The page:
Nevertheless, even though fundamentals have not fully recovered, pension investors think the time is right to invest in the multi-housing sector again. “Pension investors expect real estate fundamentals to remain weak in terms of occupancy and rent growth. However, they think that in the near term it is a good opportunity to buy assets at attractive prices,” says Kingsley Associates’ Woidat. “They still expect to take write-downs and to have continued challenges in real estate fundamentals, but they think we are near the bottom of the market.”
Indeed, values appear attractive now. Sentinel’s Weiner notes that cap rates for apartments had increased to between 6.5 and 7 percent, compared to 4 percent during the boom years. “This is an opportunity to buy some quality properties and get significantly more cash return immediately,” he notes.
Institutional investors are also seeing the apartment supply shortfall leading to apartment value increases down the road. Data from NAHB show that seasonally adjusted multifamily starts, which has hovered in the 200,000-plus unit range in recent years, has dropped below 100,000 units in most months since March of 2009, with a few exceptions. In February, seasonably adjusted multifamily starts were down to 58,000 units—the second-lowest level on record, says NAHB.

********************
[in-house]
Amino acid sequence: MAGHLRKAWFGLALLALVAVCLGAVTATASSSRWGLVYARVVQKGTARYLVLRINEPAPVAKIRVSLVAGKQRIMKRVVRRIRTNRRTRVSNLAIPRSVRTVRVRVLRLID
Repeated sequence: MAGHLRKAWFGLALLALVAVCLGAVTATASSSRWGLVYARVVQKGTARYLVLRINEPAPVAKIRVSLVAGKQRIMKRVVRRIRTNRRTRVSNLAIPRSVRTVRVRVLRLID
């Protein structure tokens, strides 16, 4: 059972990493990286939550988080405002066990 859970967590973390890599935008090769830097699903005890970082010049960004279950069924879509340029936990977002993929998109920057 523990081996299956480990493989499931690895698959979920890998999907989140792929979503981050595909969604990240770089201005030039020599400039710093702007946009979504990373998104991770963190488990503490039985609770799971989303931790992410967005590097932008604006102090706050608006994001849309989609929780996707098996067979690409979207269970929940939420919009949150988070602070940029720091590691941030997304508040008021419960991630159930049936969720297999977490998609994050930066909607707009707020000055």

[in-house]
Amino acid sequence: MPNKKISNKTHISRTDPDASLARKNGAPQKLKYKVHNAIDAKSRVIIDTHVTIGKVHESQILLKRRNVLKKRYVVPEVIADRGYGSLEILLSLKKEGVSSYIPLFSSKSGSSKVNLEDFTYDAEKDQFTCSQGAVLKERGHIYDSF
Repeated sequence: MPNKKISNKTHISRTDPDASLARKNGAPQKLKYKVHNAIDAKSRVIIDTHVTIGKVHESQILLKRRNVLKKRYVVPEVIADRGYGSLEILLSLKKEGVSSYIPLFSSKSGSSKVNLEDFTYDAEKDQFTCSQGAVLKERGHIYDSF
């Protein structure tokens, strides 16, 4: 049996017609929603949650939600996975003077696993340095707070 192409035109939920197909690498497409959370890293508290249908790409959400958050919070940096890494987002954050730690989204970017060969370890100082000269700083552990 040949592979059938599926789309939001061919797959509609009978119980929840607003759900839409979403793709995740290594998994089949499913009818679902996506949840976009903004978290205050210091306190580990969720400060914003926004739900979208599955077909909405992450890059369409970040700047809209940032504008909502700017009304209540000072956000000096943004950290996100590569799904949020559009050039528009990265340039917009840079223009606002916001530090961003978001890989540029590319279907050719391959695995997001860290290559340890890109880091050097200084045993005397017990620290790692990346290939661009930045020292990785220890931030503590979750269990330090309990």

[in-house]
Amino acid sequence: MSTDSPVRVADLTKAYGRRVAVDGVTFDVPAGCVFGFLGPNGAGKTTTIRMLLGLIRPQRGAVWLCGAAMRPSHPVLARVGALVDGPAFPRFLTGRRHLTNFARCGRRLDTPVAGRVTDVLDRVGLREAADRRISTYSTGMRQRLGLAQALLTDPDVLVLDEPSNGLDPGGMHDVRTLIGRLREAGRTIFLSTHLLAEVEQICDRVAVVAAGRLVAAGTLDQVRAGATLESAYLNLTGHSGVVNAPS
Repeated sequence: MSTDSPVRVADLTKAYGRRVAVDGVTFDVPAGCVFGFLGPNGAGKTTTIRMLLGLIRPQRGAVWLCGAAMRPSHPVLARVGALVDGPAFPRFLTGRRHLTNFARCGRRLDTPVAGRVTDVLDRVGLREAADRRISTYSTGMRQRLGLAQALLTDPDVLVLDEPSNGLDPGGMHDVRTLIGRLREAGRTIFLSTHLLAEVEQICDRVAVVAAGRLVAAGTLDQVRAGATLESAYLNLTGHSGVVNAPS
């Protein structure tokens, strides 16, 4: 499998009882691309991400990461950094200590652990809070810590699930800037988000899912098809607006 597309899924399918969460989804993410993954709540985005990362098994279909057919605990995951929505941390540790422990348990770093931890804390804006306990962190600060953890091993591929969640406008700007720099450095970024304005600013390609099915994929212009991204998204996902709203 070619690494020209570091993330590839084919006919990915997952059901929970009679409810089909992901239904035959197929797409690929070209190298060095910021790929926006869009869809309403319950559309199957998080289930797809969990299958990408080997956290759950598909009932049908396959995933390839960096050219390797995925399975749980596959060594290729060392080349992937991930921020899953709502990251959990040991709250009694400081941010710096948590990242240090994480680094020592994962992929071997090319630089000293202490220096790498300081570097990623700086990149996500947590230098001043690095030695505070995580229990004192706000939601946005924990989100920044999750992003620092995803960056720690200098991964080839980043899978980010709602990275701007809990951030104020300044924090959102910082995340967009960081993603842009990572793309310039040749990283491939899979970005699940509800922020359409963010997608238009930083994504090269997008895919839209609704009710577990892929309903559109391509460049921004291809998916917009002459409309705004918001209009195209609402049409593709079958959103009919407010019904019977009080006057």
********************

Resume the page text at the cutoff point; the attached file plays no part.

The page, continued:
Long-run demand would support 300,000 to 350,000 new multifamily units per year, according to NAHB economists. For all of 2009, there were about 110,000 starts, and NAHB is forecasting under 100,000 units in 2010, so the market currently may be producing less than one-third of what is needed to meet demand. Additionally, NAHB calculates that just under 400,000 units per year are lost due to obsolescence alone.
The increased interest on the part of pension investors may already be manifested in the market. “They are definitely back in a big way—most of them,” observes Biria St. John, executive director at Cushman & Wakefield. St. John says pension funds and their investment advisors as a group make up about 30 to 40 percent of investors looking for deals in his suburban Boston market.
One pension transaction that is in the works for Cushman & Wakefield’s Boston office is the purchase of a stabilized 285-unit Class A mid-rise apartment community in Malden, Mass., a suburb of Boston, at a cap rate of 5.7 percent. The property was built in the past 10 years, says St. John, and is being purchased by an institutional investor. The transaction received 18 bidders.
Richard Robinson, partner at Apartment Realty Advisors Inc. (ARA), agrees that pensions are active. He says that many advisors working with clients on separate accounts and direct sponsors have begun knocking on the company’s doors for investment opportunities. Some of the large institutional investors are even looking into new development again, Robinson notes.
Pension funds and pension fund joint ventures are now the second-largest group of multi-housing buyers, according to data compiled by ARA. Private buyers of multi-housing are now 58 percent of buyers, followed by pension funds at 17 percent.
According to the Kingsley Associates’ fourth quarter survey, multifamily remains the most attractive asset type for institutional investors, with a rating of 3.44 out of 5.00. (The next most-desirable properties among institutional investors were industrial and research/development properties, with a rating of 3.14.)